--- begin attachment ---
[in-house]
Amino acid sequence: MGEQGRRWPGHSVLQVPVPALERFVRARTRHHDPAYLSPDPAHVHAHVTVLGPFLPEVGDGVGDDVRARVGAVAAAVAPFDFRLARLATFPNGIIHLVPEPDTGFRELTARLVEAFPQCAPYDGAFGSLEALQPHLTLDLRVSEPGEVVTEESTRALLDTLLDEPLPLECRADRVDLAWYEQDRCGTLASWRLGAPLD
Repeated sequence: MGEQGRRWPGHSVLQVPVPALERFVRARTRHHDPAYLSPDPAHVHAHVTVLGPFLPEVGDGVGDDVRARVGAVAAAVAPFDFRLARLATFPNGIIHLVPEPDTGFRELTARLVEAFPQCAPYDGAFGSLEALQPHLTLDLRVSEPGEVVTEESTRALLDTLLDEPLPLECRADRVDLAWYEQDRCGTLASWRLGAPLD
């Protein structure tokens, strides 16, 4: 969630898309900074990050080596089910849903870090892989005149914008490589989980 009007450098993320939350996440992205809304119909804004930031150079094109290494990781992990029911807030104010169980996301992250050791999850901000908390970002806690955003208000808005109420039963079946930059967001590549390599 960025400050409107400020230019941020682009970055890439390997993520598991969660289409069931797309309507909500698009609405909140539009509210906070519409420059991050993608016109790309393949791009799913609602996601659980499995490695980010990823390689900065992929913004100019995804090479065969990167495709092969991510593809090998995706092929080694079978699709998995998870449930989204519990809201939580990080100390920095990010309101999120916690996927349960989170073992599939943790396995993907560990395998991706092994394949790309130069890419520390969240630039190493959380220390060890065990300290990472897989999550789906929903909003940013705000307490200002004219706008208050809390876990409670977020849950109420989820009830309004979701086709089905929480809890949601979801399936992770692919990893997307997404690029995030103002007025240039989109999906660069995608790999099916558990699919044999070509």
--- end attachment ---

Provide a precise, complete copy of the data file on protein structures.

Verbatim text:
[in-house]
Amino acid sequence: MGEQGRRWPGHSVLQVPVPALERFVRARTRHHDPAYLSPDPAHVHAHVTVLGPFLPEVGDGVGDDVRARVGAVAAAVAPFDFRLARLATFPNGIIHLVPEPDTGFRELTARLVEAFPQCAPYDGAFGSLEALQPHLTLDLRVSEPGEVVTEESTRALLDTLLDEPLPLECRADRVDLAWYEQDRCGTLASWRLGAPLD
Repeated sequence: MGEQGRRWPGHSVLQVPVPALERFVRARTRHHDPAYLSPDPAHVHAHVTVLGPFLPEVGDGVGDDVRARVGAVAAAVAPFDFRLARLATFPNGIIHLVPEPDTGFRELTARLVEAFPQCAPYDGAFGSLEALQPHLTLDLRVSEPGEVVTEESTRALLDTLLDEPLPLECRADRVDLAWYEQDRCGTLASWRLGAPLD
């Protein structure tokens, strides 16, 4: 969630898309900074990050080596089910849903870090892989005149914008490589989980 009007450098993320939350996440992205809304119909804004930031150079094109290494990781992990029911807030104010169980996301992250050791999850901000908390970002806690955003208000808005109420039963079946930059967001590549390599 960025400050409107400020230019941020682009970055890439390997993520598991969660289409069931797309309507909500698009609405909140539009509210906070519409420059991050993608016109790309393949791009799913609602996601659980499995490695980010990823390689900065992929913004100019995804090479065969990167495709092969991510593809090998995706092929080694079978699709998995998870449930989204519990809201939580990080100390920095990010309101999120916690996927349960989170073992599939943790396995993907560990395998991706092994394949790309130069890419520390969240630039190493959380220390060890065990300290990472897989999550789906929903909003940013705000307490200002004219706008208050809390876990409670977020849950109420989820009830309004979701086709089905929480809890949601979801399936992770692919990893997307997404690029995030103002007025240039989109999906660069995608790999099916558990699919044999070509």